The U.S. Justice Department said on Tuesday it was opening a broad investigation of major digital technology firms into whether they engage in anticompetitive practices, the strongest sign the Trump administration is stepping up its scrutiny of Big Tech.
The review will look into “whether and how market-leading online platforms have achieved market power and are engaging in practices that have reduced competition, stifled innovation, or otherwise harmed consumers,” the Justice Department said in a statement.
The Justice Department did not identify specific companies but said the review would consider concerns raised about “search, social media, and some retail services online” — an apparent reference to Alphabet Inc, Amazon.com Inc and Facebook Inc, and potentially Apple Inc.
Senator Richard Blumenthal, a Democrat, said the Justice Department “must now be bold and fearless in stopping Big Tech’s misuse of its monopolistic power. Too long absent and apathetic, enforcers now must prevent privacy abuse, anticompetitive tactics, innovation roadblocks, and other hallmarks of excessive market power.”
In June, Reuters reported the Trump administration was gearing up to investigate whether Amazon, Apple, Facebook and Alphabet’s Google misuse their massive market power, setting up what could be an unprecedented, wide-ranging probe of some of the world’s largest companies.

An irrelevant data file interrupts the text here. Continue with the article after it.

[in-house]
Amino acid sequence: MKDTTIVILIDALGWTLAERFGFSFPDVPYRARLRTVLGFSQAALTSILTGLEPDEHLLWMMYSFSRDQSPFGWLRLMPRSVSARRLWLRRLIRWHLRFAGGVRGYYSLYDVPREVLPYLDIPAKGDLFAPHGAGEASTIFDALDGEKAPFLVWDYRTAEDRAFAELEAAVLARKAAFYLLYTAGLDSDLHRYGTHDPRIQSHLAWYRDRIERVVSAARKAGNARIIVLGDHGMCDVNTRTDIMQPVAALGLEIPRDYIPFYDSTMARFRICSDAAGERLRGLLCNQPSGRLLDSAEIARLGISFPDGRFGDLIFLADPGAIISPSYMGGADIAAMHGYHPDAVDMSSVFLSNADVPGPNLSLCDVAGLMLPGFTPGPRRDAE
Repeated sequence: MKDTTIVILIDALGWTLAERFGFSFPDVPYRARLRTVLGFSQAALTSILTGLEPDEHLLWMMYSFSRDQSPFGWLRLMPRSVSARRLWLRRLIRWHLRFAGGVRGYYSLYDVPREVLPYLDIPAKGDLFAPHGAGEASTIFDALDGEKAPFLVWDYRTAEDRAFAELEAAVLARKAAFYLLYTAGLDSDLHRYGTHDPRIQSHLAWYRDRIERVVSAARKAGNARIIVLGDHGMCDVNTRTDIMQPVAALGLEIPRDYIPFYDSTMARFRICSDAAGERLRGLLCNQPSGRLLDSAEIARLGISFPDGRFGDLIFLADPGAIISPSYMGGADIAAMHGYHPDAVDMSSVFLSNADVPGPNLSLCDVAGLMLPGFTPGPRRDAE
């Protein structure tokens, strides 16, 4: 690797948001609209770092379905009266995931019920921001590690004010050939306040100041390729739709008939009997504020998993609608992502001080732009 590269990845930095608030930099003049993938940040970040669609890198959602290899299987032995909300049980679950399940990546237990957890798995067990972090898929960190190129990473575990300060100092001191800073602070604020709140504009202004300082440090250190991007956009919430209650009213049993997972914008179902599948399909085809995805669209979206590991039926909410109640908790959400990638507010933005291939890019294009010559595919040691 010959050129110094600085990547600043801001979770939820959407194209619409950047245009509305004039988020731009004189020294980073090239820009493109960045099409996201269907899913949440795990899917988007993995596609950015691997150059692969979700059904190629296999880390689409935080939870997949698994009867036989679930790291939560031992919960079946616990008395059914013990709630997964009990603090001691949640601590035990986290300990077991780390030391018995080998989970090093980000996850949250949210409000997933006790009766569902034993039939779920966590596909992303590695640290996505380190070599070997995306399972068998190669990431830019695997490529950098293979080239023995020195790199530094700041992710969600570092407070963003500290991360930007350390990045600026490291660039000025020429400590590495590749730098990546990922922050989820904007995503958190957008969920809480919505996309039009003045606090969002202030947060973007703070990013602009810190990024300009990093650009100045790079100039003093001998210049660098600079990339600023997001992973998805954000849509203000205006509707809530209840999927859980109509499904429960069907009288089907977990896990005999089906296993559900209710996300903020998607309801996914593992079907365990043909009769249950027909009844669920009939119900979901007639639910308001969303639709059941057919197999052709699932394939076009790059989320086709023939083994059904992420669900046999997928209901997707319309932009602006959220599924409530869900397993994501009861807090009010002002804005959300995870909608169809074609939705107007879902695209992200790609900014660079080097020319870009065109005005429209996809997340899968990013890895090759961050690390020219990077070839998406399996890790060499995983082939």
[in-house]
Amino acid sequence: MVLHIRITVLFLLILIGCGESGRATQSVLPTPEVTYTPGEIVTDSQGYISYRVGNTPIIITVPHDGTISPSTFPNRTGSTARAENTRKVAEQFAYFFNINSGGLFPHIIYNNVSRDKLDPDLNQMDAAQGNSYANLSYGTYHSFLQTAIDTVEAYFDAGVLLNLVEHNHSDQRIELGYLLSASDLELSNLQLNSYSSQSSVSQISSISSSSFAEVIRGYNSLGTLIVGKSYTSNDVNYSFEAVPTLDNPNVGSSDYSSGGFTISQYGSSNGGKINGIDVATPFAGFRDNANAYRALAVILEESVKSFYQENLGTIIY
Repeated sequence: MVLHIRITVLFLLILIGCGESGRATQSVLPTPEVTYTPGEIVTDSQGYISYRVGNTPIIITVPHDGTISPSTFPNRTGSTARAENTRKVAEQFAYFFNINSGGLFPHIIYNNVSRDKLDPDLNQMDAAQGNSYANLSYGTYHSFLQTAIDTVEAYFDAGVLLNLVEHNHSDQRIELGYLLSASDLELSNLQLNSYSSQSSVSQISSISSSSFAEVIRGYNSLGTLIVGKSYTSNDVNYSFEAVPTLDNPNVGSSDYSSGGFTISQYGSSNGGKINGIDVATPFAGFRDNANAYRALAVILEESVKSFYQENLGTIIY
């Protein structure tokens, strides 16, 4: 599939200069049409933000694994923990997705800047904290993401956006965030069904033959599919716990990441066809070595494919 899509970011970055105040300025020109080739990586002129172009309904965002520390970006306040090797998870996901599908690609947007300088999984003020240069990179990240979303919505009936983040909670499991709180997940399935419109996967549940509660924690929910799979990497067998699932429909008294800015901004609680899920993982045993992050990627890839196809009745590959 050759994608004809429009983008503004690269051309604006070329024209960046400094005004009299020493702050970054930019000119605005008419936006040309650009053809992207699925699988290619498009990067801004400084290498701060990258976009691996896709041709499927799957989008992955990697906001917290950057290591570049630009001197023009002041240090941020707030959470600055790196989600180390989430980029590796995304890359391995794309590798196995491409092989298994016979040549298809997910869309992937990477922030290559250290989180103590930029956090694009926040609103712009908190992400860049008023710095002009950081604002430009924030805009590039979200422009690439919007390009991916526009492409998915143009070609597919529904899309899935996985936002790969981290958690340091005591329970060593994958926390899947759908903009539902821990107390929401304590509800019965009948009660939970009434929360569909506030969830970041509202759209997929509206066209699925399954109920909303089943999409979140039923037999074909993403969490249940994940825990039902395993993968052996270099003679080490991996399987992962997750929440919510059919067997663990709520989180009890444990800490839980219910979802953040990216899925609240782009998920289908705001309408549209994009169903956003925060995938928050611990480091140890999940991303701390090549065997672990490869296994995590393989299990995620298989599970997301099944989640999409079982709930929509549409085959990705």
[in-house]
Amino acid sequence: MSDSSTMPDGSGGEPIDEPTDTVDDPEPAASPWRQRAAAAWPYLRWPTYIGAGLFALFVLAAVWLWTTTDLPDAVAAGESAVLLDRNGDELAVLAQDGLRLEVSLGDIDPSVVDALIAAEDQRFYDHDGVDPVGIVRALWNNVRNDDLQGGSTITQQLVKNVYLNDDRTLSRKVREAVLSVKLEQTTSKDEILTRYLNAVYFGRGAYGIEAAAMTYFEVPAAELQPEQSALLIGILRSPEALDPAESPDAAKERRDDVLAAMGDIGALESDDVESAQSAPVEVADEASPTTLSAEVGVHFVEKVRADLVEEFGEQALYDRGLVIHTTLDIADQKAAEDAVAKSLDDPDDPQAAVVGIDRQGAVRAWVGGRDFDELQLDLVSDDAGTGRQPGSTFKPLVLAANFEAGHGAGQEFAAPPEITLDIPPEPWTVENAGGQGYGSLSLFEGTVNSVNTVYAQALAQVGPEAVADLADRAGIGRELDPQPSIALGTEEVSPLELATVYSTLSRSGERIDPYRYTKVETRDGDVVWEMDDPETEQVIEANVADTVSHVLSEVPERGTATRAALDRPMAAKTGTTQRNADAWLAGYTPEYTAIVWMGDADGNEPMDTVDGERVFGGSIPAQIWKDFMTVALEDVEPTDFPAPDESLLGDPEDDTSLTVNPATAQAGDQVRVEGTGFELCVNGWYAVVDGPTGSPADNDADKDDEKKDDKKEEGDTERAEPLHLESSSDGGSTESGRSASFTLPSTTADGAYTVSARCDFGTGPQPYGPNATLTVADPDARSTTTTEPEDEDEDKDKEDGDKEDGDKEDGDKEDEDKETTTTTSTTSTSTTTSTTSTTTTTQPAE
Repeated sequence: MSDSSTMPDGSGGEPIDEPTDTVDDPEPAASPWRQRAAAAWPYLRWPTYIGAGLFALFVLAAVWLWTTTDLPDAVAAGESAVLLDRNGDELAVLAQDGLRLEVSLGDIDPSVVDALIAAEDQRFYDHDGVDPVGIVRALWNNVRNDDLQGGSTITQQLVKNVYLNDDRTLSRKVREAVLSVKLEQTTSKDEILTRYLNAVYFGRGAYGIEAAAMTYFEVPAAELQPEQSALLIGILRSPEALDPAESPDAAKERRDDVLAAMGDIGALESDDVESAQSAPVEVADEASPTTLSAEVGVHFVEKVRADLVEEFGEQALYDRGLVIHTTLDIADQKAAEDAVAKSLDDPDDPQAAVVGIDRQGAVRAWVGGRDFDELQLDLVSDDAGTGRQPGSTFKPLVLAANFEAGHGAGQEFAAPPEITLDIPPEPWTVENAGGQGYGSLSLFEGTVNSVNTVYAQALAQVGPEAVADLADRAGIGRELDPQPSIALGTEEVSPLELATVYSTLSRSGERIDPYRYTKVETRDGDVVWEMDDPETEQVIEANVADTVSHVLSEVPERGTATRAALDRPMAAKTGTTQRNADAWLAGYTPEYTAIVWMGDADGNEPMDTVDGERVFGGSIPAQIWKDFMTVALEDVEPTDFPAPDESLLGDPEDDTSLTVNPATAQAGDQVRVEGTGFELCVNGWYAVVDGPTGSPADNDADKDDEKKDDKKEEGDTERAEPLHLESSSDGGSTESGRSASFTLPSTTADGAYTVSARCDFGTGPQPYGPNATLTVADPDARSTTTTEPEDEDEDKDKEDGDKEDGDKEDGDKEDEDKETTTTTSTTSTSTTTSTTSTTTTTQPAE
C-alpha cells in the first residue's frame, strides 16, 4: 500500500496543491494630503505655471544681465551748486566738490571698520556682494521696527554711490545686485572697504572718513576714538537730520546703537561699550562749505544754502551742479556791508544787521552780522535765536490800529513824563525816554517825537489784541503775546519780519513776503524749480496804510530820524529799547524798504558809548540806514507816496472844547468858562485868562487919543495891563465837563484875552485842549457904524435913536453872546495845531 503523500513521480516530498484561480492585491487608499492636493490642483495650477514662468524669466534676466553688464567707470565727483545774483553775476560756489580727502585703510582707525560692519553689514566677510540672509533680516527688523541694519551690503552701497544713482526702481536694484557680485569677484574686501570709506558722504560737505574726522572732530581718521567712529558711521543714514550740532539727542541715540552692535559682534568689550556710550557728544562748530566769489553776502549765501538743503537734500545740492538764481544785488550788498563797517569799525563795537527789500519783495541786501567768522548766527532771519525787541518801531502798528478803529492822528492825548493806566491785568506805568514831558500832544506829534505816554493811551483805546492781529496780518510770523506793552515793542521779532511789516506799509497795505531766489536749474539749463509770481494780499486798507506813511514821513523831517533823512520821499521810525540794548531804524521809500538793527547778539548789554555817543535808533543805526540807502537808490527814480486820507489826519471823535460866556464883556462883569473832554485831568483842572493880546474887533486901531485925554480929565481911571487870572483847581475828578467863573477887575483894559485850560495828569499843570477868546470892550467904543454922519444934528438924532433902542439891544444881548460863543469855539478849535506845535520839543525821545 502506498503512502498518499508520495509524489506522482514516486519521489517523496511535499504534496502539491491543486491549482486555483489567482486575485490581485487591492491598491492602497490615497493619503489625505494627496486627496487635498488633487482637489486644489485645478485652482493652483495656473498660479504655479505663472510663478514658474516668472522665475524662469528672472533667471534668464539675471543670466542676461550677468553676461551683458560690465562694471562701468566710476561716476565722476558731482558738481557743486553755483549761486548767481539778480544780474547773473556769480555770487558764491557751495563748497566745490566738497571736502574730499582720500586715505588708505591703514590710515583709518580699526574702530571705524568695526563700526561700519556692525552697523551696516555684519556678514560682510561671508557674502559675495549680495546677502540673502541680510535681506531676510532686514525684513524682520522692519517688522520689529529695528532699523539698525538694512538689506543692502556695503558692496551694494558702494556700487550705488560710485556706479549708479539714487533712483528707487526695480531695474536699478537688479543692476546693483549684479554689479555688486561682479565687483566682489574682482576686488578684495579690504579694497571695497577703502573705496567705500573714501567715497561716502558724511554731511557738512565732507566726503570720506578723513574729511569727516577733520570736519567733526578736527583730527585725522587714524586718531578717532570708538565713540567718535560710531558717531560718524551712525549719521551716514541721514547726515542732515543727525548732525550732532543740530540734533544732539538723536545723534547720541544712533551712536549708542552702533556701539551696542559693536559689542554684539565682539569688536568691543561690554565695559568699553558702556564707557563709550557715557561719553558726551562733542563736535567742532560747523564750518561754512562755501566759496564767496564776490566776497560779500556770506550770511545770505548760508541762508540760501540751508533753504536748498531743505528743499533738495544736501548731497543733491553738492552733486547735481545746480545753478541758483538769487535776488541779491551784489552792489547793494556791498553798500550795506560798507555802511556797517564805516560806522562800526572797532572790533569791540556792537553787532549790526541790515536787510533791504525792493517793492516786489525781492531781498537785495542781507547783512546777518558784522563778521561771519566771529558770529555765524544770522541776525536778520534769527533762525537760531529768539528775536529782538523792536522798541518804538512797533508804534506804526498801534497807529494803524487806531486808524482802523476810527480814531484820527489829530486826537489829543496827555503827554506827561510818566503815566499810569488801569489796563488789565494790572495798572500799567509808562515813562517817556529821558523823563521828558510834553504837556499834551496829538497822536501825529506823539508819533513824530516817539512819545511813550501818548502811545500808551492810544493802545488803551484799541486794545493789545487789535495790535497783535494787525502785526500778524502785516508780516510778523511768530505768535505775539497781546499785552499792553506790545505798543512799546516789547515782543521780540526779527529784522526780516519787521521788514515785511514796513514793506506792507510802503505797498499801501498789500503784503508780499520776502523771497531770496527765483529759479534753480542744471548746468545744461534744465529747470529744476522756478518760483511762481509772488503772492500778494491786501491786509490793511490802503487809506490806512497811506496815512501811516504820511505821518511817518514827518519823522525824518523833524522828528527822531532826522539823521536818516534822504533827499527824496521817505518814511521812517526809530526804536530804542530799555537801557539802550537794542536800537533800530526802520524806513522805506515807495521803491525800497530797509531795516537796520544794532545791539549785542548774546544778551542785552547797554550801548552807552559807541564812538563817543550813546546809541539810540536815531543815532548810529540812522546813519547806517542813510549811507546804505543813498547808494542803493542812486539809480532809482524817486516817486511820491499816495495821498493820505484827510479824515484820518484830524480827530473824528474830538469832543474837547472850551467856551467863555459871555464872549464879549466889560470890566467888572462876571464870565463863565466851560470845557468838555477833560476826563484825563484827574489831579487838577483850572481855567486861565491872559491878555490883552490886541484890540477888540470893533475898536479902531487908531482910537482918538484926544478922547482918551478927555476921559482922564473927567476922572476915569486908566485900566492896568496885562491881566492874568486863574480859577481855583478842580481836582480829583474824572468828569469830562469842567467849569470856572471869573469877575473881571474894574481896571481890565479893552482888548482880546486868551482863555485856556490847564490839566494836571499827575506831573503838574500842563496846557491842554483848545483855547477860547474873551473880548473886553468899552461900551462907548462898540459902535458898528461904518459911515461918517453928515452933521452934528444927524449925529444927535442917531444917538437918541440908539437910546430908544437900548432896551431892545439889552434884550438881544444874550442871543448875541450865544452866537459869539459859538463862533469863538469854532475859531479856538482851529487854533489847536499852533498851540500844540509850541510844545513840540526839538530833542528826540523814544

The Justice Department said the review “is to assess the competitive conditions in the online marketplace in an objective and fair-minded manner and to ensure Americans have access to free markets in which companies compete on the merits to provide services that users want.”
“There is growing consensus among venture capitalists and startups that there is a kill zone around Google, Amazon, Facebook and Apple that prevents new startups from entering the market with innovative products and services to challenge these incumbents,” said Representative David Cicilline, a Democrat who heads the subcommittee.
Senator Marsha Blackburn, a Republican, praised the investigation and said a Senate tech task force she chairs would be looking at how to “foster free markets and competition.”
It’s good to hear that the arguments are not only founded on product pricing but are much more wider ranging and address what exactly makes a monopoly.